With the 71st pick in the NFL draft, Ryan Poles took a wide receiver (who is really a returner) out of Tennessee. While Velus Jones posted a fantastic time in the 40-yard dash, there has yet to be much evidence that being fast in gym shorts has a meaningful impact on a player’s professional success. Being fair, there is some limited data that faster receivers get more opportunities and therefore produce more, but there is less evidence suggesting that even receivers benefit from being that extra tick faster than one another except in terms of opportunity. A peer-reviewed article in The Journal of Strength and Conditioning Research went so far as to conclude: “Using correlation analysis, we find no consistent statistical relationship between combine tests and professional football performance, with the notable exception of sprint tests for running backs.”
However, there’s another number that does have an established track record in predicting whether or not one player will have a better NFL career than another–age at the time of the draft. The speedy Velus Jones turns 25 a week from the time of his writing.
The Obvious Track Record
One of the better-established facts of the draft is that draft age matters when it comes to overall production and career success in the NFL. Unlike many sticky and precarious subjects of study in football, this one is readily reduced to numbers (how old is the player) and then matched against a performance metric of the analyst’s choosing. One particular study looks at first-round picks and total career value, but there are other ways of studying the same phenomenon. Players who are drafted when they are younger tend to do better than those who are drafted when they are older.
The conventional wisdom for this is that exceptional athletes tend to stand out early, and so the longer the player takes to have a breakout year or to be ready to draft, the less their margin of superiority is over other athletes. If a player doesn’t dominate his peers on the field, let alone those he has an additional year of muscular development and playbook learning on, then what will happen when he hits the league and is up against players with even longer to build strength and skill? Usually, by the time the player “catches up” in that regard, the negative effects of age begin to wear on him and he is competing against younger players who did stand out.
Recent Draft History
There are exceptions like Cooper Kupp, who was drafted at 24 in the third round, but betting on a player turning into Cooper Kupp is probably not a safe investment. However, it is fair to wonder if the career–based data is skewed by second contracts. What if all we care about is whether or not a player will perform well early on? Conveniently, I just finished assembling a database of how newly drafted players perform, and while I sanitized y public tables of age for clarity, I never delete data without having a backup copy.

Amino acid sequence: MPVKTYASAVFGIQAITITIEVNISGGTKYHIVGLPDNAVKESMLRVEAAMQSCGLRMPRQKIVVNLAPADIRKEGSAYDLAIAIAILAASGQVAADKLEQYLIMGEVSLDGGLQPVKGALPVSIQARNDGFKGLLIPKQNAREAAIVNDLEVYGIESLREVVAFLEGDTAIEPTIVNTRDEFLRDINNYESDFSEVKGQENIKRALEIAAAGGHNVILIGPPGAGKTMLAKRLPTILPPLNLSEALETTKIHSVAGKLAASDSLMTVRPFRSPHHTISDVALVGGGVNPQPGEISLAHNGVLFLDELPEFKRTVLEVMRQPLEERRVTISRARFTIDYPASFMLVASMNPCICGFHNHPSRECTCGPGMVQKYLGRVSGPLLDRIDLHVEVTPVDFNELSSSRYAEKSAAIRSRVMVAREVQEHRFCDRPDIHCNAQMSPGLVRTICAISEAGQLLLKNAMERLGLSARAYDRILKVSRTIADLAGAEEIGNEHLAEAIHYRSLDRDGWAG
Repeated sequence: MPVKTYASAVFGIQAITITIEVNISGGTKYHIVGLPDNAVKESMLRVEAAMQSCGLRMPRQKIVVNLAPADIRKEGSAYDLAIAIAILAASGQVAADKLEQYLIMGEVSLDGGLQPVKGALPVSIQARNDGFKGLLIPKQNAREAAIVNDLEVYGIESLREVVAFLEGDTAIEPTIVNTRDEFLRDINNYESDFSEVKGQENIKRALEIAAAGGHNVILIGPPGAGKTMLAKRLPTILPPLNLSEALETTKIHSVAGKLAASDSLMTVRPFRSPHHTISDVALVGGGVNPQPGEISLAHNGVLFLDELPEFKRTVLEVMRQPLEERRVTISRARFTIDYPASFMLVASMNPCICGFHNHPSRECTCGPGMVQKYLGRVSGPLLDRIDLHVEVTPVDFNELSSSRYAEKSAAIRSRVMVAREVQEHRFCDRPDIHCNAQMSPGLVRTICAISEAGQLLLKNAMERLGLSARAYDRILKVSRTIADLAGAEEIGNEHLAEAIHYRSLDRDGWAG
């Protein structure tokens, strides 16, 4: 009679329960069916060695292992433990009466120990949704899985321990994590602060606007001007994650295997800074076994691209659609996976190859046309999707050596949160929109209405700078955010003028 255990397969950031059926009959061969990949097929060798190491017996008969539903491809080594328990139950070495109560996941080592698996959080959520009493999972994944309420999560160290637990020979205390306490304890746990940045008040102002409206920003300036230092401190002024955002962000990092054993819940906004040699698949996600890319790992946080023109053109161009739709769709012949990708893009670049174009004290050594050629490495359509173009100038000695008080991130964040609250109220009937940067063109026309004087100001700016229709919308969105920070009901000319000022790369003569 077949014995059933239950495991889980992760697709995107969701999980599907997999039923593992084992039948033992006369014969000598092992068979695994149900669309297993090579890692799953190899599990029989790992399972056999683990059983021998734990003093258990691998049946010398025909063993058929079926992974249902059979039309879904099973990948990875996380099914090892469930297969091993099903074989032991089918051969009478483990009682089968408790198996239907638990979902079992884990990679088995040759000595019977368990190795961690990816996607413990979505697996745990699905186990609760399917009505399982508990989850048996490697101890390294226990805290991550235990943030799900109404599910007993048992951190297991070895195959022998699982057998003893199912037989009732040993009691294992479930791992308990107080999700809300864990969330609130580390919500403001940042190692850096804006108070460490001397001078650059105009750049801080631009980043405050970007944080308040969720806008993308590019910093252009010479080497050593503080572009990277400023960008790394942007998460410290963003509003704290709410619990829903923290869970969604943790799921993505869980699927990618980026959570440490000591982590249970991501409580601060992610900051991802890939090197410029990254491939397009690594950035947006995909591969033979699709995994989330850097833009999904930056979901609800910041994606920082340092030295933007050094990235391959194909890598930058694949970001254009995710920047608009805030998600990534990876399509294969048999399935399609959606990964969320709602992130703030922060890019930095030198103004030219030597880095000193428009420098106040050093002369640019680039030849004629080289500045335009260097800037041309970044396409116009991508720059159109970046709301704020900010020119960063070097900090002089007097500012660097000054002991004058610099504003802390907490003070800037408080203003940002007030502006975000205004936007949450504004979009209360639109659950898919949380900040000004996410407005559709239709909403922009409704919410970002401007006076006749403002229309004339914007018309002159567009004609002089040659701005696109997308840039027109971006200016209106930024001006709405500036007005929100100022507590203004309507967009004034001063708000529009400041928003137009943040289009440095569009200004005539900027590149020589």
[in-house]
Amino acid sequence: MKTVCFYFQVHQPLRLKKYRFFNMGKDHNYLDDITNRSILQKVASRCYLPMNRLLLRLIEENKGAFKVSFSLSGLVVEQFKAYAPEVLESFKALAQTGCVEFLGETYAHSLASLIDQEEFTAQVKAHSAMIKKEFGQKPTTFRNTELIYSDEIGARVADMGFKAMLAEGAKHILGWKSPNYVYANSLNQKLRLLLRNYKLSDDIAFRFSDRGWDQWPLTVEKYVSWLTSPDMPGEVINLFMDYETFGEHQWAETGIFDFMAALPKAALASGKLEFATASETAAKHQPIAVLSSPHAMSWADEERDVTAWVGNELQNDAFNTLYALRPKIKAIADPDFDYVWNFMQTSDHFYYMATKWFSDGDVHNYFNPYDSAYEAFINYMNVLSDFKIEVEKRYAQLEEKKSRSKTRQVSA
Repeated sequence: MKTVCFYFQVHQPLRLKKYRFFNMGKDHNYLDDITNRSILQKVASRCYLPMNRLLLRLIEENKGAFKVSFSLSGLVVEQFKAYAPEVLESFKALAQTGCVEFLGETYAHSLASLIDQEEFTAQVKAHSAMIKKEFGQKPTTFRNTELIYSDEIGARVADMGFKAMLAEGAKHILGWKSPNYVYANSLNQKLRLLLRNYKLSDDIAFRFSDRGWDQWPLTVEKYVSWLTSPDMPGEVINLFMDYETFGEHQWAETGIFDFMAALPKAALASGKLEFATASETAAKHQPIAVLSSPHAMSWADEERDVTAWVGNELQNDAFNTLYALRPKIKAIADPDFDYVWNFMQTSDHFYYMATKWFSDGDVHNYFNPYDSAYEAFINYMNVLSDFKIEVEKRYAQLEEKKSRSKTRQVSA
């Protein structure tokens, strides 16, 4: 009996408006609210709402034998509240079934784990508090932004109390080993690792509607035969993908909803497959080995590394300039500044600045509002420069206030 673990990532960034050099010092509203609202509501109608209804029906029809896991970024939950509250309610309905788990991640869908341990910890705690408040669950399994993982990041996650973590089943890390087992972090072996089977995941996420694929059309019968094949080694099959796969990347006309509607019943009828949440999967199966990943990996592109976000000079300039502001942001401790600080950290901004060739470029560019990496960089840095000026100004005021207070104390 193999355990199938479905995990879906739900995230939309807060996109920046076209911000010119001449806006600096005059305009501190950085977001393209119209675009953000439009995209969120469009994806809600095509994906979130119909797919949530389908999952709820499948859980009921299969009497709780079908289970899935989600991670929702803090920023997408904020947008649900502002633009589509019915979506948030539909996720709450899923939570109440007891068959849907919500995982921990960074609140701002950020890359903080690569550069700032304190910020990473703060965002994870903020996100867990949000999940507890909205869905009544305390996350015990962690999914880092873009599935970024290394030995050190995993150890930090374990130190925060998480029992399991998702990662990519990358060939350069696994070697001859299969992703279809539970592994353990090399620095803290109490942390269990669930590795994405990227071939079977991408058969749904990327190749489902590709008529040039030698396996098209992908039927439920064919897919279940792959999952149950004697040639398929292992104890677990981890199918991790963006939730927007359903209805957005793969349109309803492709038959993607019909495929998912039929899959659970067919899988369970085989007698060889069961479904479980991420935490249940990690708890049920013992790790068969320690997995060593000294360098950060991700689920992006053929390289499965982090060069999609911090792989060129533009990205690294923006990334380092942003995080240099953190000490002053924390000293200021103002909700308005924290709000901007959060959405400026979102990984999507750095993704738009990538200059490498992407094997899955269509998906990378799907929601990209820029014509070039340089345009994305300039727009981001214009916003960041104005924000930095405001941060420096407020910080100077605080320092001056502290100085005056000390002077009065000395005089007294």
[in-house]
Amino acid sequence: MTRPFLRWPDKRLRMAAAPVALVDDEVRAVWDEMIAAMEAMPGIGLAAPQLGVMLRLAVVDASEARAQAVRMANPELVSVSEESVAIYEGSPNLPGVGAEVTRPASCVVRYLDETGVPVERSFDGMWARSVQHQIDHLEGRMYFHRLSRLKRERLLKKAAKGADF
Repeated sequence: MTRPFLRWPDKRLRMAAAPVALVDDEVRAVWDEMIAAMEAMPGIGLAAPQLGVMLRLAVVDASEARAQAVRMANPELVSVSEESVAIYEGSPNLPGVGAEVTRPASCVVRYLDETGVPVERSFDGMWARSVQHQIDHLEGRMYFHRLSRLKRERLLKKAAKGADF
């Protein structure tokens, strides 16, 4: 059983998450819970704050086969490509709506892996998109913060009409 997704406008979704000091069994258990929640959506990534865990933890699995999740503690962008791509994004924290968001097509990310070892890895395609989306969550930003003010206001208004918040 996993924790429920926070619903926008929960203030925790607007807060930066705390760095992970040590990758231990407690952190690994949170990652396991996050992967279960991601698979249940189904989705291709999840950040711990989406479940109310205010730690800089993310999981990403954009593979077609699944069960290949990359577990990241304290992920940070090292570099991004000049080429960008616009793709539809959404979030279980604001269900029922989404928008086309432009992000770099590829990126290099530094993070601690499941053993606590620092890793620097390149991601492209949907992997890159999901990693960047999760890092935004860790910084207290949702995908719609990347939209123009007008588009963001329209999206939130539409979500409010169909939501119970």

Of the 220 wide receivers drafted between 2011 and 2017, 87 of them were over the age of 22 at the time of the draft. There are notable differences in these populations over the life of their first five years in the NFL, and those differences range across all aspects of a player’s contributions.
First, the group as a whole shows how volatile wide receivers are as a class. Only 5% of wide receivers go on to be star players, earning two or more Pro Bowls. Twice as many impact rosters by playing in at least forty games (including spending time as returners) and earning at least one Pro Bowl, but that’s still only 10% of the group. They play in an average of 38 games with an average of 18 starts. Only 46 (21%) go on to start in at least forty games–which might or might not matter for a specialist like Jones.
However, those numbers fall precipitously when looking at only receivers drafted after age 22. Only 2% of this group became stars in their first five years, and only 5% became impact players. That’s half the rate of success as with the total population. They played in only an average of 30 games and managed to average only 11 starts. They were half as likely as the total group (11%) to start in at least forty games. Only fourteen players were drafted at age 24 or age 25, and none but Cooper Kupp went on to earn a Pro Bowl in his first five years. The average number of games that they played in fell to 22, while the average number of starts leveled out at 10.
The four players who defied the odds after being drafted post-22 have similar traits. A.J. Green, Michael Thomas, Cooper Kupp, and Kenny Golladay all had two solid years of production in college. The least productive college player of this group was Thomas, who in his best two years of college still had 110 receptions, 1580 yards, and 18 touchdowns. Interestingly, they were also relatively slow at the combine, with Green being the fastest in the 40-yard-dash (4.48) and the others trailing by different degrees: Thomas (4.57), Kupp (4.62), and Golloday (4.5) were craftsmen who relied on complete skillsets and not burners who relied on physical mismatches.
Finally, because second contracts do matter to some people, while 103 of the receivers drafted earned a fifth year in the NFL (47%) and 131 at least saw four years in the league (60%), only 29 of the older group saw a fifth year (33%), and just 44 saw at least four years in the league (51%).
It is possible that Velus Jones will offer the Chicago Bears a meaningful asset on the field. There are unique circumstances surrounding his draft status, including the impact of Covid-19 on an entire group of players. It is notable, though, that Jones was already approaching 23 and had already played for four years when the 2020 Combine went virtual due to the pandemic.
In a vacuum, however, the age a player is at the time he first takes the field for an NFL team has a stronger track record when it comes to predicting his success than how long it takes him to cover 120 feet.